Decision time approaches for EU
Is ‘kicking the can’ further down the road still an option?
The sovereign debt crisis just got serious – it is no longer confined to the periphery. Italy is already in the frame, and France and Belgium have seen their spreads against German bonds come under pressure in line with the peripheral nations. So, what now for EU sovereign debt? Is ‘kicking the can’ further down the road still an option?
“I would say, no,” says Neil Dwane, chief investment officer of Europe at RCM, a company of Allianz Global Investors, speaking just before the Italian parliament voted through a €41bn austerity package and the European bank stress tests. “With the EU debt crisis now incorporating Spain, Italy and Belgium, the proverbial ‘can’ has now got too big to kick any further, so expectations must now rise that a series of new policies will be adopted in the coming week, otherwise the future of the euro and the EU may well be in jeopardy.
Willem Sels, HSBC Private Bank’s UK Head of Investment Strategy, says: “Kicking the can down the road no longer seems a viable option for European governments, as markets force their hand. In our view, addressing fundamental problems may be a good-thing in the long run but it may be a bumpy road.”
Policymakers have dragged their feet in trying to assuage the markets probably because they felt they could, says Sels. On their own, Greece, Ireland, and Portugal combined are not really big enough to derail the European economy. In terms of Eurozone GDP combined they make up just over 5.5% – less than a fifth of the size of Germany. Furthermore, their combined outstanding debt is in the region of €650bn (c.7% of Eurozone GDP).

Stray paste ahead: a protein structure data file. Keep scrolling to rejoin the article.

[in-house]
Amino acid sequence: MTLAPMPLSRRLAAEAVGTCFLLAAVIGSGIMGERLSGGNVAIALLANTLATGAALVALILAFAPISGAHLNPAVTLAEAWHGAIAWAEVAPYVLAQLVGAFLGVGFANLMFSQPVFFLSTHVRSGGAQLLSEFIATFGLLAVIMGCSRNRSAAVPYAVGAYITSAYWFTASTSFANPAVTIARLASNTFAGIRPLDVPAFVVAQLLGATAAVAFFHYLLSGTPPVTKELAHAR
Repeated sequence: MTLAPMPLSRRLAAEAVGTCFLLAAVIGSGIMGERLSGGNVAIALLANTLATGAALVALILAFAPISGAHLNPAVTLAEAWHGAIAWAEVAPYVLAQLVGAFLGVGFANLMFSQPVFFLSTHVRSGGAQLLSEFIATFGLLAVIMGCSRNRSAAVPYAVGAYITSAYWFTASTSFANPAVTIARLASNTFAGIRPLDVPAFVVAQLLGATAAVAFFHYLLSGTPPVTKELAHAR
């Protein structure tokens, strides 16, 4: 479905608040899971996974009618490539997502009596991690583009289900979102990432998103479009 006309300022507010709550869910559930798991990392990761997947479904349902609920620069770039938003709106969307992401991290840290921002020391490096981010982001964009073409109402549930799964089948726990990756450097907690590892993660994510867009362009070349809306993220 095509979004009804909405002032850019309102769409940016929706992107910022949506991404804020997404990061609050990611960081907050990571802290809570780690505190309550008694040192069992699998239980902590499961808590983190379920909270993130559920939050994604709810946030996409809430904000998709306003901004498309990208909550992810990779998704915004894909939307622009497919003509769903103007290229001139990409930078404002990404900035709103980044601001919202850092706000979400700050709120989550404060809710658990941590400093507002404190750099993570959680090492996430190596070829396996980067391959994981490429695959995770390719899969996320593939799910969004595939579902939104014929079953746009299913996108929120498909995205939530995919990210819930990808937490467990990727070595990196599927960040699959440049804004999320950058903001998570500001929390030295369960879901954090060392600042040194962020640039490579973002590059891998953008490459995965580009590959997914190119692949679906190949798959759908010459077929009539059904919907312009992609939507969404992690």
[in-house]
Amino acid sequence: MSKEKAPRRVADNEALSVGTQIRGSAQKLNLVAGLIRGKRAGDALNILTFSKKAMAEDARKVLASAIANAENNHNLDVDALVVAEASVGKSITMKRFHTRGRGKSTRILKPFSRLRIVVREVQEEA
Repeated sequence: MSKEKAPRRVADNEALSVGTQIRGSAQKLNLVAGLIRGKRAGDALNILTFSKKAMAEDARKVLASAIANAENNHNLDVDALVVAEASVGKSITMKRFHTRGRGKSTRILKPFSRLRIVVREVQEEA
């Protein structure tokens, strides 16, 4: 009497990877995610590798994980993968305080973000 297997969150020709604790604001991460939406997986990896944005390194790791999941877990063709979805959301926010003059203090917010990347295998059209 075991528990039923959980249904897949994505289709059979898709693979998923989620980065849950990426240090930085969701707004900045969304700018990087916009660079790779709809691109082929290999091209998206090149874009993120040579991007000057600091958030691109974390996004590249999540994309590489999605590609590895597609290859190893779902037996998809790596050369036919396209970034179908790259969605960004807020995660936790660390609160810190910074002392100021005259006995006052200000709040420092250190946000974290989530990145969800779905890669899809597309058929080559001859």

But Italy is a different story. As the third largest economy in the eurozone, the third largest issuer of debt and with the second highest debt to GDP ratio (120%), Italy is probably too big to fail – or too big to save, says Sels. Italy has a few plus points: a resilient banking sector; much of the debt is domestic, funded by a high savings rate; one of the lowest primary budget deficits in Europe; and, when presented to parliament, the austerity package was passed with surprising speed.
Uncertainty is adding to the turmoil in the markets, in the build up to an EU summit on Thursday 21st. Eurozone leaders are under heavy pressure to source a second bail-out for Greece, along with an end to the prevarication over whether private sector bondholders should take some of the pain.
A sovereign default, for Greece or any other country, is out of the question, says Jean-Claude Trichet, president of the European Central Bank. “Who would consider the default of any sovereign issuer – in the context of a European and global crisis of public finances in the advanced economies – a ‘good solution’?”
Analysts may agree on the inevitability of Greece defaulting, but Trichet said another way must be found: “A credit event, selective default or default should be avoided. Those who advocated sovereign default as a desirable way out of the crisis had not thought the matter through.”
He added that the solution had to come from the EU governments, not the ECB, which would not accept Greek bonds as collateral in the event of default. But another ECB governing council member suggested the ECB may yet accept Greek bonds as collateral in the event of a short-term selective default.